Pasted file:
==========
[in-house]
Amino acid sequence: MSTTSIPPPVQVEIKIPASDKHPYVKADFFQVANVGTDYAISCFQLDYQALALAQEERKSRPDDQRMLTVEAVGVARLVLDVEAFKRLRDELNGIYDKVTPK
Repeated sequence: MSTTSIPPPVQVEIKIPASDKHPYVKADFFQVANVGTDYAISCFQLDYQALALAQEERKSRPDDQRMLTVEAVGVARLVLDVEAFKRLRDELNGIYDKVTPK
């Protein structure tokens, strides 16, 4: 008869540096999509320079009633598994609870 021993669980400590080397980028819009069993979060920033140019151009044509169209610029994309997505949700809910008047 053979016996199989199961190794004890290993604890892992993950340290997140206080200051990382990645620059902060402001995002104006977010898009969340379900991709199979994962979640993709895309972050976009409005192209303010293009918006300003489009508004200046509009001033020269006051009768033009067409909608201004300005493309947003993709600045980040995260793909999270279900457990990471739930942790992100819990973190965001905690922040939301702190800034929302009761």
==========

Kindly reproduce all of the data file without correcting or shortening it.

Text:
[in-house]
Amino acid sequence: MSTTSIPPPVQVEIKIPASDKHPYVKADFFQVANVGTDYAISCFQLDYQALALAQEERKSRPDDQRMLTVEAVGVARLVLDVEAFKRLRDELNGIYDKVTPK
Repeated sequence: MSTTSIPPPVQVEIKIPASDKHPYVKADFFQVANVGTDYAISCFQLDYQALALAQEERKSRPDDQRMLTVEAVGVARLVLDVEAFKRLRDELNGIYDKVTPK
């Protein structure tokens, strides 16, 4: 008869540096999509320079009633598994609870 021993669980400590080397980028819009069993979060920033140019151009044509169209610029994309997505949700809910008047 053979016996199989199961190794004890290993604890892992993950340290997140206080200051990382990645620059902060402001995002104006977010898009969340379900991709199979994962979640993709895309972050976009409005192209303010293009918006300003489009508004200046509009001033020269006051009768033009067409909608201004300005493309947003993709600045980040995260793909999270279900457990990471739930942790992100819990973190965001905690922040939301702190800034929302009761």